demonstrate a prior registration of the name as a mark within some jurisdiction. These decisions have relied upon mostly common law rights with a basis in English or U.S. law, such as a right against passing off and acquiring secondary meaning, respectively.

For an example, in May of 2000, Jeanette Winterson v. Mark Hogarth (Case No. D2000-
0235) (WIPO May 22, 2000, decision), decided in favor of this British author stating that she
had “common law rights” in her name. In dispute were the following domain names:
“jeanettewinterson.com”, “jeanettewinterson.net”, and “jeanettewinterson.org”. The
Respondent had registered not only these names, but also the domain name “writerdomains.com” with the declared intention of developing Web sites devoted to over 100 writers of renown. Complainant, a Booker Prize-winning author, could claim no registered or pending trademarks in her name, but instead asserted that the mark “JEANETTE WINTERSON” had come to be recognized by the general public as indicating an association with her works. Complainant initiated proceedings under the UDRP on March 30, 2000, after the Respondent telephoned her offering the domain name for sale.

Cybersquatting in Electronic Commerce

Cybersquatting in the Online Business Law

Cybersquatting

Overview of Cybersquatting in relation to cyber crime: [1]One notable cybersquatting case was People for the Ethical Treatment of Animals v. Michael T. Doughney. In this case, Mr. Doughney registered the domain name ”peta.org” and created a Web site named ”People Eating Tasty Animals.” People for the Ethical Treatment of Animals (PETA) sued Mr. Doughney for trademark infringement. Lawyers representing the firm argued that PETA’s trademark was being infringed upon. PETA won the case and was able to gain control of the peta.org domain name for its own use.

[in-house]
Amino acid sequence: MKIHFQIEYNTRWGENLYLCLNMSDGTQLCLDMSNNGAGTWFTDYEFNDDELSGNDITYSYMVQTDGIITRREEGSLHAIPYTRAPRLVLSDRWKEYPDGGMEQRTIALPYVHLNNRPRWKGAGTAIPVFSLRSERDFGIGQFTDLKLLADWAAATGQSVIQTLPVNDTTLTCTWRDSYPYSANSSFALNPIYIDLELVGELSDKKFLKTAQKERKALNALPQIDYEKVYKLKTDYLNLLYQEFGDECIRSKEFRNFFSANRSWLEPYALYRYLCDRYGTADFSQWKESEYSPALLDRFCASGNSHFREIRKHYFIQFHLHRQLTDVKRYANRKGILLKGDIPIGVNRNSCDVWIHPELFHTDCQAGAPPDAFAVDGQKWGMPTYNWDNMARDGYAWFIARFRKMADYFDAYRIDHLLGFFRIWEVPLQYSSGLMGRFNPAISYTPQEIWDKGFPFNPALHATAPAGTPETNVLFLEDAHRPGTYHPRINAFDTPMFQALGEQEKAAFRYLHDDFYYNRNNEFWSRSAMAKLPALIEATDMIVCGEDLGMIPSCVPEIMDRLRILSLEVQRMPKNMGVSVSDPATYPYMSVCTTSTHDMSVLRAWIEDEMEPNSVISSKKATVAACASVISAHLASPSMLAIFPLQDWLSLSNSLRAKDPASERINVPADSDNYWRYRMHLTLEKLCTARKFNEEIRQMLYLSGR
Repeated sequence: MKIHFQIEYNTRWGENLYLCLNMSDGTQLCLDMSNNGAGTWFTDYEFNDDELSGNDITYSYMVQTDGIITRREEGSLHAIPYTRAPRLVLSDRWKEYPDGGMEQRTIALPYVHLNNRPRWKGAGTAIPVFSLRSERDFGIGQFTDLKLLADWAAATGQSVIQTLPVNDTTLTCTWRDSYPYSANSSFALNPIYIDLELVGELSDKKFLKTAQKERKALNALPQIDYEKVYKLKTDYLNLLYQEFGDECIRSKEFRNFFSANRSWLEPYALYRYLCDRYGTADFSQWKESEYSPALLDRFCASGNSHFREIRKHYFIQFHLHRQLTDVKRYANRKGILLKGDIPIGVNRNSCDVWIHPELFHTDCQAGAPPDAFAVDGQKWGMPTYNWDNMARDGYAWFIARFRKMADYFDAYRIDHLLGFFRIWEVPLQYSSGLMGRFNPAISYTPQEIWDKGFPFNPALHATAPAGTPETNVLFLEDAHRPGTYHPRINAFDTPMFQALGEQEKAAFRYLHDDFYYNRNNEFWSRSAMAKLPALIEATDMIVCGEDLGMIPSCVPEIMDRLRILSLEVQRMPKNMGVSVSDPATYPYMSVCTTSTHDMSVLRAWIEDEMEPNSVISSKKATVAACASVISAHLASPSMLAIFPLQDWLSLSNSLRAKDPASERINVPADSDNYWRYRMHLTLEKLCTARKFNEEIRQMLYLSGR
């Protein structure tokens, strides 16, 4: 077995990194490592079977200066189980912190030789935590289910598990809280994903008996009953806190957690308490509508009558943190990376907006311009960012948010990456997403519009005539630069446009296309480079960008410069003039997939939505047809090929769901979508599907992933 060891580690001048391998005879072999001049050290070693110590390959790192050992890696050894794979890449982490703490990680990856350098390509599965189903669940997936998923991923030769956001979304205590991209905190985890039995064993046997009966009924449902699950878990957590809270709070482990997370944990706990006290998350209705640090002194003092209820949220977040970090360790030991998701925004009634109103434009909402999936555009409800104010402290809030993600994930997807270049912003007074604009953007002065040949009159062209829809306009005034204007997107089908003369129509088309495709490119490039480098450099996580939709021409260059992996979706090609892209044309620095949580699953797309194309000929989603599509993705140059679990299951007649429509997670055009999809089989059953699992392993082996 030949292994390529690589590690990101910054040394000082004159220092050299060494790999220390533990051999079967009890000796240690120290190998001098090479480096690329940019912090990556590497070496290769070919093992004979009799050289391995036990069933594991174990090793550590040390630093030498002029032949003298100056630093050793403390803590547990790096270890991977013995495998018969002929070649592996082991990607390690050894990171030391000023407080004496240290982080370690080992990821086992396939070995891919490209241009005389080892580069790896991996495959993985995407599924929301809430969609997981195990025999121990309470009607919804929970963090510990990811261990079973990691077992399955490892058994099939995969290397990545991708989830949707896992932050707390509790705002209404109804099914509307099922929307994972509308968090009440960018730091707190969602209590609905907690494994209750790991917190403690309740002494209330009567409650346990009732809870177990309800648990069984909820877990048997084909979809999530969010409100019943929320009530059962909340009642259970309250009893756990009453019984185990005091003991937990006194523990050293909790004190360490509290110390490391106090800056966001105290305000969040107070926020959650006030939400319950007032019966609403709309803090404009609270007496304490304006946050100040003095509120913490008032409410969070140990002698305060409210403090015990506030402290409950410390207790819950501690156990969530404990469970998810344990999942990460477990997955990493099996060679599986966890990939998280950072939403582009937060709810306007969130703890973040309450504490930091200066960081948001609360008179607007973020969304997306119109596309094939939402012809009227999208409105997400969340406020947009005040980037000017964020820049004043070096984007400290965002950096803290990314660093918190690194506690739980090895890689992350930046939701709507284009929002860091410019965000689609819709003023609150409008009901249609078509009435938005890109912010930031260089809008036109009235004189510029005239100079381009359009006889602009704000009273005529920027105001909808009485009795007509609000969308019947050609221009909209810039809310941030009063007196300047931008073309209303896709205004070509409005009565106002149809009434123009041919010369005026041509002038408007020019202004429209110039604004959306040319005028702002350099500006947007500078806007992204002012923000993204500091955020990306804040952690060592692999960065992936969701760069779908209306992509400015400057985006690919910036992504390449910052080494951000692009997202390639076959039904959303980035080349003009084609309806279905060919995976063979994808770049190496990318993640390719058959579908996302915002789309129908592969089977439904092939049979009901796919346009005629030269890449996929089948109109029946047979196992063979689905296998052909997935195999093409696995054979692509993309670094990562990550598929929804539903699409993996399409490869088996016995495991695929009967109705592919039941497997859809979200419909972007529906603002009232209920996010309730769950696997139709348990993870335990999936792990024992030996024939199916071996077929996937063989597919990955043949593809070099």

Resources

Notes and References

1. By Shaun M. Jamison

See Also

  • Types of Cybercrime
  • Cybercriminal

Further Reading

American Bar Association. (2008). U.S. Patent and Trademark Office: Basic facts about registering a trademark. Available at (internet link) abanet.org/ intelprop/comm106/106trade.html#etr; Electronic Freedom Foundation et al. (2008). Chilling Effects Clearinghouse: Frequently Asked Questions (and Answers) about ACPA. Available at (internet link) chillingeffects.org/domain/faq.cgi#QID682; Experience Hendrix, L.L.C. v. Denny Hammerton and The Jimi Hendrix Fan Club. (2000). Available at (internet link) wipo.int/amc/en/domains/decisions/html/2000/ d2000-0364.html; PETA v. Doughney. (2000). Available at https://cyber.law .harvard.edu/stjohns/PETA_v_Doughney.html; United Nationals World Intellectual Property Organization (WIPO). (2008). Available at (internet link) wipo.int/portal/ index.html.en; Virtual Works, Inc. v. Volkswagen of America, Inc. (2001). U.S. Ct. of Appeals, 4th Circuit. Available at (internet link) 4lawschool.com/property/virtual.shtml.

Resources

See Also

  • E-Commerce Regulations
  • Online Business Law
  • Online Business Regulations

Resources

Notes and References